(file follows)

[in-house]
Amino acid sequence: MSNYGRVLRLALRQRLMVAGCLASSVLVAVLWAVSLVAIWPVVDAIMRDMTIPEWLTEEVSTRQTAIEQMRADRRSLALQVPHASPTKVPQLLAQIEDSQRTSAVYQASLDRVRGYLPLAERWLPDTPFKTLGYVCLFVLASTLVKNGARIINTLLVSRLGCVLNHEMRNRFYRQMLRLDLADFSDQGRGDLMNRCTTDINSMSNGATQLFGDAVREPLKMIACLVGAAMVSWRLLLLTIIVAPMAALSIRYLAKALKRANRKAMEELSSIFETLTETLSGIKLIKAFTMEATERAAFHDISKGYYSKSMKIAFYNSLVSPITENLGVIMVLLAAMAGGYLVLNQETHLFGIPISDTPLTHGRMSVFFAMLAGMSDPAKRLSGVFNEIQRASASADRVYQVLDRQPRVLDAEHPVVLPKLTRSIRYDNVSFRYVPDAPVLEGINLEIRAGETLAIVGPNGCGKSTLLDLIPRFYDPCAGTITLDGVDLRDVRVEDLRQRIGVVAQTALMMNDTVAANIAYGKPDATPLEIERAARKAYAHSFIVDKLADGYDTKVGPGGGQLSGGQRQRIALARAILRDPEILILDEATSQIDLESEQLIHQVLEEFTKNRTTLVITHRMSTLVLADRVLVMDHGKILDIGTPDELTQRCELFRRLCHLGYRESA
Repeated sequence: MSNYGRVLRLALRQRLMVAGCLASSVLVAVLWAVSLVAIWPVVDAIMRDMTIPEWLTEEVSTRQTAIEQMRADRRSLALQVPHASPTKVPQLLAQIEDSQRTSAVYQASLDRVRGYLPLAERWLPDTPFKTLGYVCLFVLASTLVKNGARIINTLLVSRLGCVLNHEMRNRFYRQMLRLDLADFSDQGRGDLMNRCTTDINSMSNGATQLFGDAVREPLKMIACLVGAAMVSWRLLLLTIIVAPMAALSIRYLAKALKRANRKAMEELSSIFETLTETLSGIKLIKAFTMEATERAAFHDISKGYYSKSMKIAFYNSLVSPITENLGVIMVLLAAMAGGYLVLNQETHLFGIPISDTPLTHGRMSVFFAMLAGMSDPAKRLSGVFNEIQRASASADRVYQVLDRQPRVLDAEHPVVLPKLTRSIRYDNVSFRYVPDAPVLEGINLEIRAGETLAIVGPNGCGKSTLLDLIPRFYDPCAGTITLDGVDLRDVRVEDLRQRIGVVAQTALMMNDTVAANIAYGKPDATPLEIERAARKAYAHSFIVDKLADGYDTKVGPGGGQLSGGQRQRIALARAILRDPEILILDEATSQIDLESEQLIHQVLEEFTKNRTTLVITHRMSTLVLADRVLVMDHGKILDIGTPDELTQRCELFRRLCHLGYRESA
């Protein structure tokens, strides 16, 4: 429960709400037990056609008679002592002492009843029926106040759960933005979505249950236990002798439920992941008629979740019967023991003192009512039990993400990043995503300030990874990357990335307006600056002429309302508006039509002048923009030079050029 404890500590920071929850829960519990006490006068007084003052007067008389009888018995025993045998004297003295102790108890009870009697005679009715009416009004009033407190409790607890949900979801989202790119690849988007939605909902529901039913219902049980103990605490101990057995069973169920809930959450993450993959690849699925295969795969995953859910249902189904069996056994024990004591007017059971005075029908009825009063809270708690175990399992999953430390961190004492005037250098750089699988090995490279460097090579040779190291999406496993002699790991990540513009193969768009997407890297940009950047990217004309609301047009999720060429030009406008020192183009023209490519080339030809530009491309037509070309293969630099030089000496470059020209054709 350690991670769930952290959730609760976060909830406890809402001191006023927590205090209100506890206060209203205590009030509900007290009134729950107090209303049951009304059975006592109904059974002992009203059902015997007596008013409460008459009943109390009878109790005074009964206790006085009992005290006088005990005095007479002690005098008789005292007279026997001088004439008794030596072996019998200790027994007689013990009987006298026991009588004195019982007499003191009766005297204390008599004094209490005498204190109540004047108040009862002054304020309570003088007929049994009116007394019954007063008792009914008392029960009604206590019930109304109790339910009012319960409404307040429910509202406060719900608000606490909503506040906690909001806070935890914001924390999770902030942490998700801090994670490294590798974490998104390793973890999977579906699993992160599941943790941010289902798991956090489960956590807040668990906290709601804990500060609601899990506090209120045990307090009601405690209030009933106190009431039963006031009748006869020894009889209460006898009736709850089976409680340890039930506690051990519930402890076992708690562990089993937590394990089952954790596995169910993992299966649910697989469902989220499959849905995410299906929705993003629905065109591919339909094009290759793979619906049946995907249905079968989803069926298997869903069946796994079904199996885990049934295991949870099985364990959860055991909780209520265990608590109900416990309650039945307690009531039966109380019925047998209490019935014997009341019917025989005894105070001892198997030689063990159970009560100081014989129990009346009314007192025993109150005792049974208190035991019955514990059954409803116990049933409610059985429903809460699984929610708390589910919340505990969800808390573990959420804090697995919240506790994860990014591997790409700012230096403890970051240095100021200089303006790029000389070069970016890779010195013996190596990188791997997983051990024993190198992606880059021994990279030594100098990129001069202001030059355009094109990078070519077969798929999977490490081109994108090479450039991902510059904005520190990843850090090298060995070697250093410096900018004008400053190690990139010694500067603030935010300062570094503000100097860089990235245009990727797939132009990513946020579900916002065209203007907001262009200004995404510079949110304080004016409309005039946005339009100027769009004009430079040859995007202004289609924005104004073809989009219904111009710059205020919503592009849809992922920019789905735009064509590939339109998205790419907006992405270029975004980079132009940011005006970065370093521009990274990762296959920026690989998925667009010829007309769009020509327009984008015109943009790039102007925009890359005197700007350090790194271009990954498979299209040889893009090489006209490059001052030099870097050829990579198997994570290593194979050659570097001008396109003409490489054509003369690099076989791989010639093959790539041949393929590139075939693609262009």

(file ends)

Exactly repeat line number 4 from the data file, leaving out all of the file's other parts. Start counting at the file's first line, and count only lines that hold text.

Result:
């Protein structure tokens, strides 16, 4: 429960709400037990056609008679002592002492009843029926106040759960933005979505249950236990002798439920992941008629979740019967023991003192009512039990993400990043995503300030990874990357990335307006600056002429309302508006039509002048923009030079050029 404890500590920071929850829960519990006490006068007084003052007067008389009888018995025993045998004297003295102790108890009870009697005679009715009416009004009033407190409790607890949900979801989202790119690849988007939605909902529901039913219902049980103990605490101990057995069973169920809930959450993450993959690849699925295969795969995953859910249902189904069996056994024990004591007017059971005075029908009825009063809270708690175990399992999953430390961190004492005037250098750089699988090995490279460097090579040779190291999406496993002699790991990540513009193969768009997407890297940009950047990217004309609301047009999720060429030009406008020192183009023209490519080339030809530009491309037509070309293969630099030089000496470059020209054709 350690991670769930952290959730609760976060909830406890809402001191006023927590205090209100506890206060209203205590009030509900007290009134729950107090209303049951009304059975006592109904059974002992009203059902015997007596008013409460008459009943109390009878109790005074009964206790006085009992005290006088005990005095007479002690005098008789005292007279026997001088004439008794030596072996019998200790027994007689013990009987006298026991009588004195019982007499003191009766005297204390008599004094209490005498204190109540004047108040009862002054304020309570003088007929049994009116007394019954007063008792009914008392029960009604206590019930109304109790339910009012319960409404307040429910509202406060719900608000606490909503506040906690909001806070935890914001924390999770902030942490998700801090994670490294590798974490998104390793973890999977579906699993992160599941943790941010289902798991956090489960956590807040668990906290709601804990500060609601899990506090209120045990307090009601405690209030009933106190009431039963006031009748006869020894009889209460006898009736709850089976409680340890039930506690051990519930402890076992708690562990089993937590394990089952954790596995169910993992299966649910697989469902989220499959849905995410299906929705993003629905065109591919339909094009290759793979619906049946995907249905079968989803069926298997869903069946796994079904199996885990049934295991949870099985364990959860055991909780209520265990608590109900416990309650039945307690009531039966109380019925047998209490019935014997009341019917025989005894105070001892198997030689063990159970009560100081014989129990009346009314007192025993109150005792049974208190035991019955514990059954409803116990049933409610059985429903809460699984929610708390589910919340505990969800808390573990959420804090697995919240506790994860990014591997790409700012230096403890970051240095100021200089303006790029000389070069970016890779010195013996190596990188791997997983051990024993190198992606880059021994990279030594100098990129001069202001030059355009094109990078070519077969798929999977490490081109994108090479450039991902510059904005520190990843850090090298060995070697250093410096900018004008400053190690990139010694500067603030935010300062570094503000100097860089990235245009990727797939132009990513946020579900916002065209203007907001262009200004995404510079949110304080004016409309005039946005339009100027769009004009430079040859995007202004289609924005104004073809989009219904111009710059205020919503592009849809992922920019789905735009064509590939339109998205790419907006992405270029975004980079132009940011005006970065370093521009990274990762296959920026690989998925667009010829007309769009020509327009984008015109943009790039102007925009890359005197700007350090790194271009990954498979299209040889893009090489006209490059001052030099870097050829990579198997994570290593194979050659570097001008396109003409490489054509003369690099076989791989010639093959790539041949393929590139075939693609262009």